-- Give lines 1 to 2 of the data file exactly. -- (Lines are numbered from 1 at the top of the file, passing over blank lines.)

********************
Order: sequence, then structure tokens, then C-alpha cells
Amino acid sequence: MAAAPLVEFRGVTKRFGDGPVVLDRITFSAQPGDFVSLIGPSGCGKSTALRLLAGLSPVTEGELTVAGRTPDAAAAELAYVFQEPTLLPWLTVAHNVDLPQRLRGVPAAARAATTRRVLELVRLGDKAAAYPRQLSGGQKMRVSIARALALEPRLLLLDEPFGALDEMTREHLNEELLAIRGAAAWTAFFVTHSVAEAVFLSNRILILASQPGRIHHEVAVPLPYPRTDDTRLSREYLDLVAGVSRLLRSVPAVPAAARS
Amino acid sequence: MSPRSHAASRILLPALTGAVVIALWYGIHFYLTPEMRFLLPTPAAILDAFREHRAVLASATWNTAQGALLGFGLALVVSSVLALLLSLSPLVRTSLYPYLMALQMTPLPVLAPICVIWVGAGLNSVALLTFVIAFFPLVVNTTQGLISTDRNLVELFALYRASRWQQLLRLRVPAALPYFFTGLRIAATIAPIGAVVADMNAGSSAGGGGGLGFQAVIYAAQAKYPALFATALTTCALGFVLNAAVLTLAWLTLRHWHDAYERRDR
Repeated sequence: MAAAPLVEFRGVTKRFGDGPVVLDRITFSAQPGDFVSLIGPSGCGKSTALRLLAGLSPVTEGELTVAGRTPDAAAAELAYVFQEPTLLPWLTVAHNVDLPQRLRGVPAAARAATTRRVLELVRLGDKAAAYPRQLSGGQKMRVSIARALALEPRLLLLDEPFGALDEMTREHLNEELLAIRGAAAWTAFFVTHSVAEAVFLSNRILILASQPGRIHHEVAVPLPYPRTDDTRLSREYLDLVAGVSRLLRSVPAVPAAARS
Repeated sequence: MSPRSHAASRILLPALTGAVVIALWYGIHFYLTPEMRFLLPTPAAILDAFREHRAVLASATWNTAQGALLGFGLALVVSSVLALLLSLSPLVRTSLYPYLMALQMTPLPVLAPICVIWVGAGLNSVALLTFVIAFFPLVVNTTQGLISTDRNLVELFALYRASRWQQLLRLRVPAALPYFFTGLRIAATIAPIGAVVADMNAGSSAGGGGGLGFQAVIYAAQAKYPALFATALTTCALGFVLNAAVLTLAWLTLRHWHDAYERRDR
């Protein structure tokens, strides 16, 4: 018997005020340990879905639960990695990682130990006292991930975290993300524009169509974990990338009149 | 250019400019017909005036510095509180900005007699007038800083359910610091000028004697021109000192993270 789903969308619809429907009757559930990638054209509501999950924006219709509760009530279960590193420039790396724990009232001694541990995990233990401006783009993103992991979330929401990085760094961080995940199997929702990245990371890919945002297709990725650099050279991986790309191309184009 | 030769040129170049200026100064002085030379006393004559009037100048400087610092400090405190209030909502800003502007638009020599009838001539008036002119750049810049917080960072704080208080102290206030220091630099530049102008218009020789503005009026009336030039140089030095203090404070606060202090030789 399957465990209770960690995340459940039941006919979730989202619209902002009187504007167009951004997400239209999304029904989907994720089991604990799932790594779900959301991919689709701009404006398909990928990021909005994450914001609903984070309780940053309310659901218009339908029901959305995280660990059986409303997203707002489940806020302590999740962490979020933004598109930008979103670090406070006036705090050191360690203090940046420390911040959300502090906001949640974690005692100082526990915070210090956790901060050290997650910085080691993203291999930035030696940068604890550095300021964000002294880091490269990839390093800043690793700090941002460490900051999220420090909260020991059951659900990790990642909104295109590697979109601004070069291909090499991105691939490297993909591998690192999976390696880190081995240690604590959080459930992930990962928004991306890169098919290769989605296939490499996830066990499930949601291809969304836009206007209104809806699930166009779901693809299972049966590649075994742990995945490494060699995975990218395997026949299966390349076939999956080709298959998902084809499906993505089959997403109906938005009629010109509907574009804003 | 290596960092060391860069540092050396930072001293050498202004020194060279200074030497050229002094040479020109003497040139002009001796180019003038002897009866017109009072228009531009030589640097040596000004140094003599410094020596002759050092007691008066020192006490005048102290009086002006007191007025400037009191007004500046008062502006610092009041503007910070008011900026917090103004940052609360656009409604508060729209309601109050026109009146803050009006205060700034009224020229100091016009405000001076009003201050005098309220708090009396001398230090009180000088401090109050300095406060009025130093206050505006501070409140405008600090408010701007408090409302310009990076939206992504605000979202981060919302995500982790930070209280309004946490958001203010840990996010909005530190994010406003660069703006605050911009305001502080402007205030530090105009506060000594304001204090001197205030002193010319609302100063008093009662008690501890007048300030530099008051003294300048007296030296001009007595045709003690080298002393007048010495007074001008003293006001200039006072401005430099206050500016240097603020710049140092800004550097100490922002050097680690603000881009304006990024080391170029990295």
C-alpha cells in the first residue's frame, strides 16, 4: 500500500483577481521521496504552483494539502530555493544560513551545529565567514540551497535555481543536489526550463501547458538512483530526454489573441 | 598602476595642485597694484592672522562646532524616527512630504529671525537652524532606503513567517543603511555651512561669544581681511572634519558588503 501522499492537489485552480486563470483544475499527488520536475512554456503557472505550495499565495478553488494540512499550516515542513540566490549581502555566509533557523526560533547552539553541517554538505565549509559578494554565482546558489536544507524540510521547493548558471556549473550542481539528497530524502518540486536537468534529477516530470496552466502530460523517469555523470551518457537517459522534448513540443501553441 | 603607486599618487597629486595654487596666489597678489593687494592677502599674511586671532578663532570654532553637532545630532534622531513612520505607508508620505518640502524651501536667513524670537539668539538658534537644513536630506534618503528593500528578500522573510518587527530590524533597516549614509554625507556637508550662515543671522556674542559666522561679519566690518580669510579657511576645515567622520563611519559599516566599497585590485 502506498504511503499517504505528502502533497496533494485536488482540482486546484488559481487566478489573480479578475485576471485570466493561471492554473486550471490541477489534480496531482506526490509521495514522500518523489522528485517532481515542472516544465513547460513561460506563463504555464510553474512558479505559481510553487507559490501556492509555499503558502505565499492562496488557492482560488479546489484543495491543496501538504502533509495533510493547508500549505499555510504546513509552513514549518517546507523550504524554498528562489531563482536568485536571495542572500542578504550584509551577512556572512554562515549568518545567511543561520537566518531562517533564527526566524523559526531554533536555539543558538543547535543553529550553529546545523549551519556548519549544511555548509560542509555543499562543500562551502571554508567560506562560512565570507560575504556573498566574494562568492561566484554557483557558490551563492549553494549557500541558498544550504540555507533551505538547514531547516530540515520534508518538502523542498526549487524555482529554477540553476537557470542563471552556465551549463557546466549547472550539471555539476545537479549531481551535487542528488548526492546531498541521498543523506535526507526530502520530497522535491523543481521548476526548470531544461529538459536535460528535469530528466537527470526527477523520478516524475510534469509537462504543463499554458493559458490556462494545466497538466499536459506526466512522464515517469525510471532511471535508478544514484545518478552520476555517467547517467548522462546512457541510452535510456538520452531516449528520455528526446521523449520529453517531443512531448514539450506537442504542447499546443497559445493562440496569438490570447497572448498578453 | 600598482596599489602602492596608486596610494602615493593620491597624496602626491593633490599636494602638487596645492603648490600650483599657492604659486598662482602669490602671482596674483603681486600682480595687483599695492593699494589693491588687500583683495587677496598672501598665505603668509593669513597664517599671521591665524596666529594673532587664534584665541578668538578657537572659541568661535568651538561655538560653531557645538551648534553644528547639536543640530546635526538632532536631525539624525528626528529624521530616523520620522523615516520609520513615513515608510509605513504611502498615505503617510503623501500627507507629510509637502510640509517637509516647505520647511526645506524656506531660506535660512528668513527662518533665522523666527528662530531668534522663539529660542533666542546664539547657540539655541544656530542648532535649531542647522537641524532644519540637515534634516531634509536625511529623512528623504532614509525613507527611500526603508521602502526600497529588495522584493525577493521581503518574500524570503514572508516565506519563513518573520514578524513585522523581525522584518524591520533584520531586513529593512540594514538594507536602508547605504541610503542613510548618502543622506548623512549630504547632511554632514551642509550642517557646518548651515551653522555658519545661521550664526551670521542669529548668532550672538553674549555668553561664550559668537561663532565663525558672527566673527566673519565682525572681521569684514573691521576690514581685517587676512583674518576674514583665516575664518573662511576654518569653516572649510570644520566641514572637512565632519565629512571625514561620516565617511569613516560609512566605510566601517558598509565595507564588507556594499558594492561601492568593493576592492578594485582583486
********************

Order: sequence, then structure tokens, then C-alpha cells
Amino acid sequence: MAAAPLVEFRGVTKRFGDGPVVLDRITFSAQPGDFVSLIGPSGCGKSTALRLLAGLSPVTEGELTVAGRTPDAAAAELAYVFQEPTLLPWLTVAHNVDLPQRLRGVPAAARAATTRRVLELVRLGDKAAAYPRQLSGGQKMRVSIARALALEPRLLLLDEPFGALDEMTREHLNEELLAIRGAAAWTAFFVTHSVAEAVFLSNRILILASQPGRIHHEVAVPLPYPRTDDTRLSREYLDLVAGVSRLLRSVPAVPAAARS